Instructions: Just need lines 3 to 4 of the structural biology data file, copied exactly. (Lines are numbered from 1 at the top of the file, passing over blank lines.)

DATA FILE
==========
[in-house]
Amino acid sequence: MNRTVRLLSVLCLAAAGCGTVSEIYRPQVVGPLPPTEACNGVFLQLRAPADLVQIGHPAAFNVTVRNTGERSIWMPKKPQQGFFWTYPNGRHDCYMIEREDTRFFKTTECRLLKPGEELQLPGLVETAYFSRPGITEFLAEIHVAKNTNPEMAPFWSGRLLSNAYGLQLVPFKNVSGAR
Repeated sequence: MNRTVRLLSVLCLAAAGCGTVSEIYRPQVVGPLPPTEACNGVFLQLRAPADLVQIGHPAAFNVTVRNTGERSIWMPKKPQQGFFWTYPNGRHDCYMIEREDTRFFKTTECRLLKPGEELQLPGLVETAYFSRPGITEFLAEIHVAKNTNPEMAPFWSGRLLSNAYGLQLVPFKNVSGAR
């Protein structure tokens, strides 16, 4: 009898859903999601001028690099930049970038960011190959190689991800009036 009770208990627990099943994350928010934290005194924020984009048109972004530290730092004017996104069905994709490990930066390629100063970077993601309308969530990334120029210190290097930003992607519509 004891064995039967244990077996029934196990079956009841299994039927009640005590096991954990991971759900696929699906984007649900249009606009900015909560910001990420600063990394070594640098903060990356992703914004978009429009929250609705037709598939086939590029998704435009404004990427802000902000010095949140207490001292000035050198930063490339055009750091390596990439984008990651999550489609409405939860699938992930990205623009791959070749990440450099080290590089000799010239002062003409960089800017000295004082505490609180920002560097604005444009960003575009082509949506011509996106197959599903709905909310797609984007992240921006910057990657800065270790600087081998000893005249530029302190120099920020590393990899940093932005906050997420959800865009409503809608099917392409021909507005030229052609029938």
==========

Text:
Repeated sequence: MNRTVRLLSVLCLAAAGCGTVSEIYRPQVVGPLPPTEACNGVFLQLRAPADLVQIGHPAAFNVTVRNTGERSIWMPKKPQQGFFWTYPNGRHDCYMIEREDTRFFKTTECRLLKPGEELQLPGLVETAYFSRPGITEFLAEIHVAKNTNPEMAPFWSGRLLSNAYGLQLVPFKNVSGAR
């Protein structure tokens, strides 16, 4: 009898859903999601001028690099930049970038960011190959190689991800009036 009770208990627990099943994350928010934290005194924020984009048109972004530290730092004017996104069905994709490990930066390629100063970077993601309308969530990334120029210190290097930003992607519509 004891064995039967244990077996029934196990079956009841299994039927009640005590096991954990991971759900696929699906984007649900249009606009900015909560910001990420600063990394070594640098903060990356992703914004978009429009929250609705037709598939086939590029998704435009404004990427802000902000010095949140207490001292000035050198930063490339055009750091390596990439984008990651999550489609409405939860699938992930990205623009791959070749990440450099080290590089000799010239002062003409960089800017000295004082505490609180920002560097604005444009960003575009082509949506011509996106197959599903709905909310797609984007992240921006910057990657800065270790600087081998000893005249530029302190120099920020590393990899940093932005906050997420959800865009409503809608099917392409021909507005030229052609029938």